By BARBARA BOWERS Special to The Citizen
Old Island Restoration Foundation's annual Christmas house tour is always a wide-ranging slice of life through the history and architecture of Key West. From 4-to-8 p.m. on December 27 and 28, five private properties in Old Town are open to the public, and feature creative surprises infused by homeowners into houses from the turn-of-the-20th-century--two built in 1906--two cigar-maker's cottages and the contemporary style of one built in the 1980s.
This year's fundraiser is particularly provocative in that tour-goers will find a "bedbox", a term that local interior designer Michael Pelkey coined for his guesthouse. And finding two of the locations takes some sleuthing so put on your walking shoes, or get on your bike, because there's no parking on some of these back alleys, where the tour begins at 605 Free School Lane.
Here, a contemporary townhouse built in the 1980s has undergone a makeover each decade since. The most recent, an interior redesign by Ben Teague, affords its residents the casual comfort of dual sofas and country-fresh tables on the first floor's living-dining-kitchen area.
This living space overlooks the free-form pool and deck on Free School Lane, and offers the surprise of privacy in the very heart of Old Town: The tropical jungle of what was Nancy's Secret Garden is next door, and the Marquesa Hotel's garden backs up to two of the three master suites.
Three master suites is also the magic number in the classic Greek revival at 513 Margaret Street. There's even a spa bath, customized outdoor shower and a closet-turned nursery attached to the first-floor suite, which is part of the wide-open floor plan designed for big-family living, indoors and out.
Built in 1906 and renovated in 2002, this 5-bedroom/5.5-bathroom house is surprisingly larger than it looks from the street. In fact, the 2-bed/2-bath guest cottage is only apparent when inside the secluded pool and garden space designed by Debra Yates.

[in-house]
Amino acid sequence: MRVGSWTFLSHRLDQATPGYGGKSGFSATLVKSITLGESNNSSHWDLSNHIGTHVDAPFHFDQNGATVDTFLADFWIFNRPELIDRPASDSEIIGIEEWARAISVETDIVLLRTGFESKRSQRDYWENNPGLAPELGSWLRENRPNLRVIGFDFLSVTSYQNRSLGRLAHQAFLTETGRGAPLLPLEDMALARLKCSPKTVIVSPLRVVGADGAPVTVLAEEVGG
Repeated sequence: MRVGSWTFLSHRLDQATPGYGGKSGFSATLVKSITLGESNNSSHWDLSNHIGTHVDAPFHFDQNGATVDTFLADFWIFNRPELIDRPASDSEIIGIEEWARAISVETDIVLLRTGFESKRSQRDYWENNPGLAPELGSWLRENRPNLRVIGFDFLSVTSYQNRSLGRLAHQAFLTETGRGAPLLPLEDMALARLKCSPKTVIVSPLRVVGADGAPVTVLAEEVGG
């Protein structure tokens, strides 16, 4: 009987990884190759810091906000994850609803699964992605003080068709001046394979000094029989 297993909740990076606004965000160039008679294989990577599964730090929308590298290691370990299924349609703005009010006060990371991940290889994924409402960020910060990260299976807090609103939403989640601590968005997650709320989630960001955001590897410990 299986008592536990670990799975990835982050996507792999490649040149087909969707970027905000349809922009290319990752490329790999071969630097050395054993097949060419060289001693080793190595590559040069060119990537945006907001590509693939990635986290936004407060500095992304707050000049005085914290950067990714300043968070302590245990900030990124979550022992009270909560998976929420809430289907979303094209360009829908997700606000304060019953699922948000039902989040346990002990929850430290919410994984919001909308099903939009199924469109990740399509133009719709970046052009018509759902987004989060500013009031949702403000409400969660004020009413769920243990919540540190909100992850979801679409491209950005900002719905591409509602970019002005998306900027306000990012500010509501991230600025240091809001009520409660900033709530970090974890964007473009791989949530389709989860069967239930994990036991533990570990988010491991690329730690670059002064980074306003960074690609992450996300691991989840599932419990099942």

Another well-known Key West designer, Michael Pelkey, opens to tour goers his home at 532 Grinnell Street, and the guesthouse he coined the bedbox.
"Before I redesigned it, it was a 7-by-9-foot tool shed," said Pelkey. "Everything is built in by my brother Larry."
To reach the clever bed-in-a-box guesthouse, you must first pass through Pelkey's charming revamp of the early-1900s cigar maker's cottage.
Featured on the cover of a Martha Stewart catalogue and in more than 40 magazines, all 520-square-feet of the cottage hold a wealth of surprises: antique café tables in front of kitchen-window seats; a wall full of Ironstone pudding molds; recessed lighting that silhouettes rows of starfish and stacks of coral and everything in this house demands that you pay attention to detail, beginning with the entry--look up at the wrought iron birds on the tin roof; look down at the sidewalk inlaid with seashells, a motif that runs throughout the cottage and bedbox.
The second cigar-maker's cottage on the tour is located at 909 Pohalski, another hard to find lane that skirts what was an old cigar factory once located at the corner of White and Truman streets. If you find the Chevron Station you're close; if you find the window box on Pohalski filled with poinsettias, you're there.
Following a fire in 2011, the cottage's recently completed renovation retained some of the one-story structure in front, and included an addition with a second-story master suite at the back of the property. The enlarged design offers contemporary amenities, walls of French doors and minimal use of furniture.
The surprise inside is that this building can be a single-family home with two-master suites, or a 2-family unit, when the front bedroom suite is locked out and becomes a studio apartment.
OIRFs Christmas tour wraps up at 1501 Olivia Street's slate-inlaid brick walkway and welcoming wrap-around porch. Built in 1906, some of the house's Dade County pine walls were exposed during its 2010 renovation.
"The interior was totally renovated, with some structural work," said Ray Fogg, who owns the 4-bed/3.5-bath house with his wife, Laura. "The real surprise was having to replace 45 doors and windows."
Among them are the living room's big windows protected by the covered-wrap porch, bay windows in the dining room and eight knee-wall windows on the second floor.
Of course, daylight floods the spacious rooms furnished with a mix of antiques and contemporary furniture. But this is a night tour so watch your step as you watch for festive Christmas lights along all of Old Town's streets and lanes.
Tickets are $30 and may be purchased online at oirf.org, or at the door of each featured property, 4-8 p.m. on December 27 and 28.